Non-classical exocytosis of α-synuclein is sensitive to folding states and promoted under stress conditions

Department of Anatomy, School of Medicine, Konkuk University, Seoul, Korea.
Journal of Neurochemistry (Impact Factor: 4.28). 03/2010; 113(5):1263-74. DOI: 10.1111/j.1471-4159.2010.06695.x
Source: PubMed


J. Neurochem. (2010) 113, 1263–1274.
Parkinson’s disease is characterized by deposition of misfolded/aggregated α-synuclein proteins in multiple regions of the brain. Neurons can release α-synuclein; through this release, pathological forms of α-synuclein are propagated between neurons, and also cause neuroinflammation. In this study, we demonstrate that release of α-synuclein is consistently increased under various protein misfolding stress conditions in both neuroblastoma and primary neuron models. This release is mediated by a non-classical, endoplasmic reticulum (ER)/Golgi-independent exocytosis, and stress-induced release coincides with increased translocation of α-synuclein into vesicles. Both vesicle translocation and secretion were blocked by attachment of a highly stable, globular protein to α-synuclein, whereas forced protein misfolding resulted in an increase in both of these activities. Mass spectrometry analysis showed a higher degree of oxidative modification in secreted α-synuclein than in the cellular protein. Together, these results suggest that structurally abnormal, damaged α-synuclein proteins translocate preferentially into vesicles and are released from neuronal cells via exocytosis.

Download full-text


Available from: Kwang pyo kim, Jan 27, 2015
  • Source
    • "Regarding PD and toxicity of ␣-syn, widespread ␣-syn plaque pathology in absence of neurodegeneration has also been recently reported (Masuda-Suzukake et al., 2013) and association of oligomers with toxicity was shown in cell culture models as well (Danzer et al., 2007, 2011; Emmanouilidou et al., 2010). The relationship with UPR has been observed since the ␣-syn release from neurons increases during protein misfolding stress (Jang et al., 2010). Nevertheless, while the cellular model has shown that prefibrillar dimers and other small aggregates induce neurotoxicity, these results should be validated in vivo (Roostaee et al., 2013). "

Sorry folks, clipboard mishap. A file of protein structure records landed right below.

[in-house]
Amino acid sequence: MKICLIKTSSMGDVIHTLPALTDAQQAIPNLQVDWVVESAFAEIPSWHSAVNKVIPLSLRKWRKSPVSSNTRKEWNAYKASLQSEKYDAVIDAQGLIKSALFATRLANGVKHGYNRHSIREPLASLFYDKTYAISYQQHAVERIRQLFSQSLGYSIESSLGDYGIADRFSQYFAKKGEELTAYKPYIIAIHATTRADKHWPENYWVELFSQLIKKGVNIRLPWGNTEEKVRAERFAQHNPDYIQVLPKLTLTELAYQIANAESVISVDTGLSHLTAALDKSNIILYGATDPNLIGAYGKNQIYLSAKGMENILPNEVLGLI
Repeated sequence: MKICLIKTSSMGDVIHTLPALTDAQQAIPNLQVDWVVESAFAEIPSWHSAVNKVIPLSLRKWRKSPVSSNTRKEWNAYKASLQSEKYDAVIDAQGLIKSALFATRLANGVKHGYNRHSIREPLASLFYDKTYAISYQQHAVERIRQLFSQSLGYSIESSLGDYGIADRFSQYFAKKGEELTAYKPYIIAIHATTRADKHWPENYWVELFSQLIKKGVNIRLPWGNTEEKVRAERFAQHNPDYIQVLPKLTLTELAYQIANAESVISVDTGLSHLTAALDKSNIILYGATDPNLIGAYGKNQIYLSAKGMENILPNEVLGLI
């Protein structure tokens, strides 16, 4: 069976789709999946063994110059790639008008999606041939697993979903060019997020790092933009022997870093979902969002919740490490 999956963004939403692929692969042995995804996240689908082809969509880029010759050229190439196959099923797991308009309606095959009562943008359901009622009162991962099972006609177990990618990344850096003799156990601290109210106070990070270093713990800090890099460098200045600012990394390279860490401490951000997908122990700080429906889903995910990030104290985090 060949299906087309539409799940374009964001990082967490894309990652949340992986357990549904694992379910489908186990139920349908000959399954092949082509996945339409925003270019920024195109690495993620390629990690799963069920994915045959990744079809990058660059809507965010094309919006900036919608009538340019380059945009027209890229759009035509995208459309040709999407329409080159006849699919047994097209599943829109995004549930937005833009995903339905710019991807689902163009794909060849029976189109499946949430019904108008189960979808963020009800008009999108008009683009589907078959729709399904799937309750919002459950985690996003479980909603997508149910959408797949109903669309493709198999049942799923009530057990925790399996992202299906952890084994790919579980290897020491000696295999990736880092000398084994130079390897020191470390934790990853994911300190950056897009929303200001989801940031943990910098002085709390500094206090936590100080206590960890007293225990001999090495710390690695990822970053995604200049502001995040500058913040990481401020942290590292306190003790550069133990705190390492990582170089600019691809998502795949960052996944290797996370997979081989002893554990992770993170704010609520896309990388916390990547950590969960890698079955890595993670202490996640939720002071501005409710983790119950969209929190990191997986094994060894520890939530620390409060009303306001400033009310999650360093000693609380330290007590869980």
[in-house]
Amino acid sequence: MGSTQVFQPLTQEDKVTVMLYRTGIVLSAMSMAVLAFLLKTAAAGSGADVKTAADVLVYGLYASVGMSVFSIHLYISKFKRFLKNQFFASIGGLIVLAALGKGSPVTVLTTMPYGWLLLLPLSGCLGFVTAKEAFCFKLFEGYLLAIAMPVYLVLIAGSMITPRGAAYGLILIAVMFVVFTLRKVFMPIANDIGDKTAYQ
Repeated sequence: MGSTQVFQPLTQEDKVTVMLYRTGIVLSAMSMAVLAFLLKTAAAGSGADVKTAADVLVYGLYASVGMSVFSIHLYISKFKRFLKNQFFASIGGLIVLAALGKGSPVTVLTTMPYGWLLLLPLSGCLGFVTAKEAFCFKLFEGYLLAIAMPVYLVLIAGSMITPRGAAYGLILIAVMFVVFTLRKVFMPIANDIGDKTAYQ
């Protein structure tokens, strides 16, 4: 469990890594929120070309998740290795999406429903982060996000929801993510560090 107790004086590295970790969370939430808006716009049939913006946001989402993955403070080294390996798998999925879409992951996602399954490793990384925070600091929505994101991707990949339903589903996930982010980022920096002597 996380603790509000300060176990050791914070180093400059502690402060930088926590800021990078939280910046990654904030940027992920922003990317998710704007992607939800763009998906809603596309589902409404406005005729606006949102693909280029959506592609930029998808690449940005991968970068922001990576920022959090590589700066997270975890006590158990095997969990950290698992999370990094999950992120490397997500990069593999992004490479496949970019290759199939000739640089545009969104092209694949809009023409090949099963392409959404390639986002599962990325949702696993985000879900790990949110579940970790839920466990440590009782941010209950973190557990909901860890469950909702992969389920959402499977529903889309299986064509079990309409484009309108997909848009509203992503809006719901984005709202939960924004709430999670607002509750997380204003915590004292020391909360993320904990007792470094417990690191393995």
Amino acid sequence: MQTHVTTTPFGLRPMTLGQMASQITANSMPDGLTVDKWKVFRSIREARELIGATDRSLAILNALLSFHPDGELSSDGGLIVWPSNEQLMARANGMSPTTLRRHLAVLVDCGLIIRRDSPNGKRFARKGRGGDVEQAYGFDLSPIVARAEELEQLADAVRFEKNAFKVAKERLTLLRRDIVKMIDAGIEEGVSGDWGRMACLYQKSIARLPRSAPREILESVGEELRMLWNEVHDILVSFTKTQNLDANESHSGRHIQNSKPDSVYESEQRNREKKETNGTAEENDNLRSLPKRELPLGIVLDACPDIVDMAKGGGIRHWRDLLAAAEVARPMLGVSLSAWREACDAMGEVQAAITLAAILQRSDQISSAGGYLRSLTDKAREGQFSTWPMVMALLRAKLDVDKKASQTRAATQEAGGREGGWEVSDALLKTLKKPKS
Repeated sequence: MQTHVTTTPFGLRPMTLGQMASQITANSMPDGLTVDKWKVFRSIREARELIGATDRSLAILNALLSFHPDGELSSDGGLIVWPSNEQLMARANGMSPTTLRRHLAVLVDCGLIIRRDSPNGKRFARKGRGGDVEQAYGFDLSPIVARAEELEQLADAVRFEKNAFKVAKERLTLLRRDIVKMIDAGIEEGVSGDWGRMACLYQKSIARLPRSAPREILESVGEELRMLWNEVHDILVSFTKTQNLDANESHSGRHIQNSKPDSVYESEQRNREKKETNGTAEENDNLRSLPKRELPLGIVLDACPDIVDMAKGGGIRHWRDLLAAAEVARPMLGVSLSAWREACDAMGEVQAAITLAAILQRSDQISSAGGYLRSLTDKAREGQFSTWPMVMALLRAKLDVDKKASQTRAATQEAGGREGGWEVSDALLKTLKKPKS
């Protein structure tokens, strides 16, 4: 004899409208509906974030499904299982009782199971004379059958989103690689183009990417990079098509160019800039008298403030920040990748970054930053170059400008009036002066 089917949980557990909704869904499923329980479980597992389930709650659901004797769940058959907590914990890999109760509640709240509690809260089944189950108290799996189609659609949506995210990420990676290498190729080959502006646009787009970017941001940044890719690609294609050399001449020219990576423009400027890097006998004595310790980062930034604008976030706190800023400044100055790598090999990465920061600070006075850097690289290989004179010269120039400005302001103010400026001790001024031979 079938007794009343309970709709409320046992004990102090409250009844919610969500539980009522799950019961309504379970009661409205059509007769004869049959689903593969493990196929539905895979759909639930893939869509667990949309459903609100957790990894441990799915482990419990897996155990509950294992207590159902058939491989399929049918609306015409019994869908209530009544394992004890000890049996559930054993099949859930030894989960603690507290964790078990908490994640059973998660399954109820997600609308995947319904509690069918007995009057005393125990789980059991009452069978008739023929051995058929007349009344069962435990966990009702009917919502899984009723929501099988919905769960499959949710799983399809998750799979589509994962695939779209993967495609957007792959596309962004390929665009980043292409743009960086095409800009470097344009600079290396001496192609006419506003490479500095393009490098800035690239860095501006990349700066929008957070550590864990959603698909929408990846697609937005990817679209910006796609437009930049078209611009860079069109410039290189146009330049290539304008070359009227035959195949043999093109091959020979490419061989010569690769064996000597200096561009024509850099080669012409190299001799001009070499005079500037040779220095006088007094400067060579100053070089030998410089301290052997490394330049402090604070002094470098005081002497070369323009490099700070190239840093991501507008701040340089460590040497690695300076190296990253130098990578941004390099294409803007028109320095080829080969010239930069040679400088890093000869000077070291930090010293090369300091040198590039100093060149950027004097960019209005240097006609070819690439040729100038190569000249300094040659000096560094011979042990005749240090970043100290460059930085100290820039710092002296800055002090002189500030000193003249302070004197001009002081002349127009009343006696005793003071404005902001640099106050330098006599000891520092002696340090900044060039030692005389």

[Show abstract] [Hide abstract]
    ABSTRACT: Prion diseases or Transmissible Spongiform Encephalopathies (TSEs) are a group of fatal neurodegenerative disorders affecting several mammalian species being Creutzfeldt-Jacob Disease (CJD) the most representative in human beings, scrapie in ovine, Bovine Spongiform Encephalopathy (BSE) in bovine and Chronic Wasting Disease (CWD) in cervids. As stated by the "protein-only hypothesis", the causal agent of TSEs is a self-propagating aberrant form of the prion protein (PrP) that through a misfolding event acquires a β-sheet rich conformation known as PrP(Sc) (from scrapie). This isoform is neurotoxic, aggregation prone and induces misfolding of native cellular PrP. Compelling evidence indicates that disease-specific protein misfolding in amyloid deposits could be shared by other disorders showing aberrant protein aggregates such as Alzheimer's Disease (AD), Parkinson's Disease (PD), Amyotrophic lateral sclerosis (ALS) and systemic Amyloid A amyloidosis (AA amyloidosis). Evidences of shared mechanisms of the proteins related to each disease with prions will be reviewed through the available in vivo models. Taking prion research as reference, typical prion-like features such as seeding and propagation ability, neurotoxic species causing disease, infectivity, transmission barrier and strain evidences will be analyzed for other protein-related diseases. Thus, prion-like features of amyloid β peptide and tau present in AD, α-synuclein in PD, SOD-1, TDP-43 and others in ALS and serum α-amyloid (SAA) in systemic AA amyloidosis will be reviewed through models available for each disease. Copyright © 2015. Published by Elsevier B.V.
    Full-text · Article · Apr 2015 · Virus Research
  • Source
    • "Alpha-synuclein (Snca) is the major protein constituent of Lewy bodies (Spillantini et al., 1998). Snca is mainly a cytoplasmic protein, but it has been shown to be secreted by exocytosis and is also present in exosomes (Lee et al., 2005; Emmanouilidou et al., 2010; Jang et al., 2010; Pan-Montojo et al., 2012). Snca has been found in cerebrospinal fluid (CSF) and plasma and its concentration in these fluids has been suggested as a possible biomarker for PD (Parnetti et al., 2013), even though there are substantial discrepancies between the results reported in different studies (Lee et al., 2006; Li et al., 2007; Duran et al., 2010; Shi et al., 2010; Mollenhauer et al., 2011; Park et al., 2011; Foulds et al., 2012; Wennstrom et al., 2013). "